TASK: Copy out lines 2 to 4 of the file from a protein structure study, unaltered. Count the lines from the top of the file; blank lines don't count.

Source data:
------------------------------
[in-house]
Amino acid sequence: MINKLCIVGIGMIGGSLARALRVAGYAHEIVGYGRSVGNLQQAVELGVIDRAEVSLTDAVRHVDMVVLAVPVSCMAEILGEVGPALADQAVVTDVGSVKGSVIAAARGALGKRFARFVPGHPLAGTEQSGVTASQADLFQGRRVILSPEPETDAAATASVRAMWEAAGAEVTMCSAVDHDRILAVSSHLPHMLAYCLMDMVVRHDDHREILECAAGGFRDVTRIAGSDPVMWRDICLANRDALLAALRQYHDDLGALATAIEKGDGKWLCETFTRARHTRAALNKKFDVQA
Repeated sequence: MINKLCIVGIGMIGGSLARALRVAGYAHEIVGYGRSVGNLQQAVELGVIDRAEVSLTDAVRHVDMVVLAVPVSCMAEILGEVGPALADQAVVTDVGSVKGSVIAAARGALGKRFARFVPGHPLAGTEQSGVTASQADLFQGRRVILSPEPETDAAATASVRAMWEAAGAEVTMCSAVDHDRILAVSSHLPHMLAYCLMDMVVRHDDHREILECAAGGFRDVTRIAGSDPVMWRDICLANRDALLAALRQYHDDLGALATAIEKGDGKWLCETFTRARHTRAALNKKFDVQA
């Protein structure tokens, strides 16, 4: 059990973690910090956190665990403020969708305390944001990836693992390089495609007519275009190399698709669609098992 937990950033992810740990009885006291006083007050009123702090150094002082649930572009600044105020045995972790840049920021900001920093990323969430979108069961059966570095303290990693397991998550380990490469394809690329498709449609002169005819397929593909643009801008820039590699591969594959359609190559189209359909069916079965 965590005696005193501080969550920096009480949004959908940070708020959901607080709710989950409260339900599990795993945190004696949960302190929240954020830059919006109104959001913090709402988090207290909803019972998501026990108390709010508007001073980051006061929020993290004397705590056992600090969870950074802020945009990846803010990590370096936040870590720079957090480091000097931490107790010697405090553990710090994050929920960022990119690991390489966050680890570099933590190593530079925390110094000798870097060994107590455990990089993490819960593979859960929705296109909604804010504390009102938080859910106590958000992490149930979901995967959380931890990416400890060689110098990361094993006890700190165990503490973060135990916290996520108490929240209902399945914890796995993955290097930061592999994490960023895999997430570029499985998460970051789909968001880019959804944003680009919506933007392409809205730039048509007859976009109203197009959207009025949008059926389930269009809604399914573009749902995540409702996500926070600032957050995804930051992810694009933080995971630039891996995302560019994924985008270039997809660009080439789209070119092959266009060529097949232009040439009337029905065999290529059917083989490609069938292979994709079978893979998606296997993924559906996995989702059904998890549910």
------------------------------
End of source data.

Amino acid sequence: MINKLCIVGIGMIGGSLARALRVAGYAHEIVGYGRSVGNLQQAVELGVIDRAEVSLTDAVRHVDMVVLAVPVSCMAEILGEVGPALADQAVVTDVGSVKGSVIAAARGALGKRFARFVPGHPLAGTEQSGVTASQADLFQGRRVILSPEPETDAAATASVRAMWEAAGAEVTMCSAVDHDRILAVSSHLPHMLAYCLMDMVVRHDDHREILECAAGGFRDVTRIAGSDPVMWRDICLANRDALLAALRQYHDDLGALATAIEKGDGKWLCETFTRARHTRAALNKKFDVQA
Repeated sequence: MINKLCIVGIGMIGGSLARALRVAGYAHEIVGYGRSVGNLQQAVELGVIDRAEVSLTDAVRHVDMVVLAVPVSCMAEILGEVGPALADQAVVTDVGSVKGSVIAAARGALGKRFARFVPGHPLAGTEQSGVTASQADLFQGRRVILSPEPETDAAATASVRAMWEAAGAEVTMCSAVDHDRILAVSSHLPHMLAYCLMDMVVRHDDHREILECAAGGFRDVTRIAGSDPVMWRDICLANRDALLAALRQYHDDLGALATAIEKGDGKWLCETFTRARHTRAALNKKFDVQA
């Protein structure tokens, strides 16, 4: 059990973690910090956190665990403020969708305390944001990836693992390089495609007519275009190399698709669609098992 937990950033992810740990009885006291006083007050009123702090150094002082649930572009600044105020045995972790840049920021900001920093990323969430979108069961059966570095303290990693397991998550380990490469394809690329498709449609002169005819397929593909643009801008820039590699591969594959359609190559189209359909069916079965 965590005696005193501080969550920096009480949004959908940070708020959901607080709710989950409260339900599990795993945190004696949960302190929240954020830059919006109104959001913090709402988090207290909803019972998501026990108390709010508007001073980051006061929020993290004397705590056992600090969870950074802020945009990846803010990590370096936040870590720079957090480091000097931490107790010697405090553990710090994050929920960022990119690991390489966050680890570099933590190593530079925390110094000798870097060994107590455990990089993490819960593979859960929705296109909604804010504390009102938080859910106590958000992490149930979901995967959380931890990416400890060689110098990361094993006890700190165990503490973060135990916290996520108490929240209902399945914890796995993955290097930061592999994490960023895999997430570029499985998460970051789909968001880019959804944003680009919506933007392409809205730039048509007859976009109203197009959207009025949008059926389930269009809604399914573009749902995540409702996500926070600032957050995804930051992810694009933080995971630039891996995302560019994924985008270039997809660009080439789209070119092959266009060529097949232009040439009337029905065999290529059917083989490609069938292979994709079978893979998606296997993924559906996995989702059904998890549910």